When you're preparing for a flight, you've got a lot on your mind, from what time to arrive at the airport to what to pack. But between comparing ticket prices and deciding whether or not to purchase in-flight WiFi, how much brain space does the environmental impact of your flight occupy?
For the average person, airline travel, which New York Times writer Elisabeth Rosenthal has called "the biggest carbon sin," is one of the largest individual contributors to climate change. In October 2013, meteorologist and Slate writer Eric Holthaus vowed to give up flying completely, after calculating that air travel accounted for almost half of his household's carbon emissions. Holthaus, admittedly, previously flew a great deal for business and pleasure, but even one cross-country flight can contribute to a significant portion of an individual's annual carbon emissions. A round-trip coach ticket from New York to San Francisco accounts for 2 metric tons of carbon dioxide—compare that with the average American, whose annual carbon footprint is roughly 19 metric tons. First class seats, which take up more space and therefore increase the amount of fuel used per passenger, leave an even bigger carbon footprint—up to nine times larger than their economy counterparts, according to a 2009 World Bank study. So while the overall environmental impact of aviation might seem relatively negligible (the aviation industry is responsible for 2 percent of global emissions, compared to 26 percent from the nation's energy supply, or 14 percent from agriculture), for frequent-flyers, air travel is a significant slice of their individual contribution to climate change.
Not every traveler might be willing to make the sacrifice that Holthaus made and give up air travel completely—but if you care about the environment, and need to travel, is there an option for reducing your individual carbon footprint? In an effort to appeal to eco-conscious travelers (and appear more eco-friendly to environmental groups and regulators), some airlines, including Delta and United, have begun offering passengers the chance to add voluntary carbon offsets to their ticket prices. Think of this voluntary offset like a $25 upgrade for a roomier seat—when you purchase a plane ticket, you can calculate the amount of carbon your individual journey will create, then donate money to remove an equivalent amount of carbon dioxide from the atmosphere. For a nonstop Delta flight from Boston to Portland, Oregon, the price of offsetting the carbon associated with the flight is $5.19. To check a bag costs almost five times that, but is that $5 actually a savvy buy for the worried traveler?
"At the end of the day, you're neutralizing your carbon emissions or maybe even making them negative," says David Krantz, program director at the Center for Responsible Travel. "You're helping solve the global problem of global warming with those five dollars."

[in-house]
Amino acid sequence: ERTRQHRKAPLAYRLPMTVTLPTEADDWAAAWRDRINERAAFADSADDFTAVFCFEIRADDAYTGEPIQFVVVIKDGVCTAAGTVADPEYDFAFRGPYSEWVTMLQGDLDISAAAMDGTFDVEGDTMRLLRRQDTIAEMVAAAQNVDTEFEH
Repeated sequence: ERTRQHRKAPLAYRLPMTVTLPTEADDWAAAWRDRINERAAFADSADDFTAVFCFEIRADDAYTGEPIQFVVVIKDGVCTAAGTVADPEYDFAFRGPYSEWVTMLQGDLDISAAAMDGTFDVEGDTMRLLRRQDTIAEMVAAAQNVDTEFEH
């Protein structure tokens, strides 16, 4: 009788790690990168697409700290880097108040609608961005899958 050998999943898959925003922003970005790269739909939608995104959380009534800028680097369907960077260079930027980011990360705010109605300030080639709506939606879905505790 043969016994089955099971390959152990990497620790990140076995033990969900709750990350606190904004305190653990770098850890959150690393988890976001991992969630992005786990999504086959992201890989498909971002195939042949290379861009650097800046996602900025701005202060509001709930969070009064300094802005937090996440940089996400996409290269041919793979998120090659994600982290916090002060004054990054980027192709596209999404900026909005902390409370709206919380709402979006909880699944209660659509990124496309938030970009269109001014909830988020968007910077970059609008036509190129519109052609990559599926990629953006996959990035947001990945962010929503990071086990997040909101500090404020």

Carbon offsetting hasn't always been this efficient, however. "Early offset programs generally erred on the side of being too flexible and not standardized," explains Peter Miller, senior scientist with the Energy & Transportation Program at Natural Resources Defense Council. "The challenge is developing an approach to counting those reductions that's credible and accurate and reliable and not so burdensome that the business that is doing it voluntarily decides not to do it. Lately, there's been a big evolution in the area of offsets."
The most recognizable—and simplistic—example of an offset is planting a tree; by calculating how much carbon that tree will sequester throughout its lifetime, a company can reasonably estimate the amount of carbon that it can offset. Other offset programs focus on preventing deforestation in areas where forests are under imminent threat from logging or industry. Still others focus on upgrading infrastructure to be more energy efficient—helping a sugar mill in the Caribbean transition to machinery that uses less fuel, for instance.
Whatever the approach, a good carbon offset program has its calculations verified by third-party standards. It's also important that any carbon offset program address the issue of additionality, which means making sure that the tree that is being planted—or the forest that's being conserved—wouldn't have been planted or conserved without the contribution. And a truly gold-standard carbon offset program does more than remove or sequester carbon—it helps support local communities by creating jobs or rebuilding biodiversity in the area.
Delta, who became the first American airline to offer a carbon offset option, works in tandem with the Nature Conservancy to fund three separate projects around the globe. The first, which focuses on an area near the Tensas River in northern Louisiana, is expected to draw over 83,000 metric tons of CO2 from the atmosphere over the next 70 years—that's the equivalent of not consuming 9,339,485 gallons of gasoline. Another project, funded by Delta passengers, avoids the emission of over 445,000 metric tons of CO2 by purchasing forests in southern Chile that would otherwise have been converted for land use—the equivalent of not consuming 50,073,141 gallons of gasoline.
"If you're a traveler and you’re greenhouse gas conscious, then this is a legitimate way of creating an offset," Geoffrey Heal, professor of social enterprise at Columbia Business School, explains. "There's nothing bogus about it. It makes sense. It works."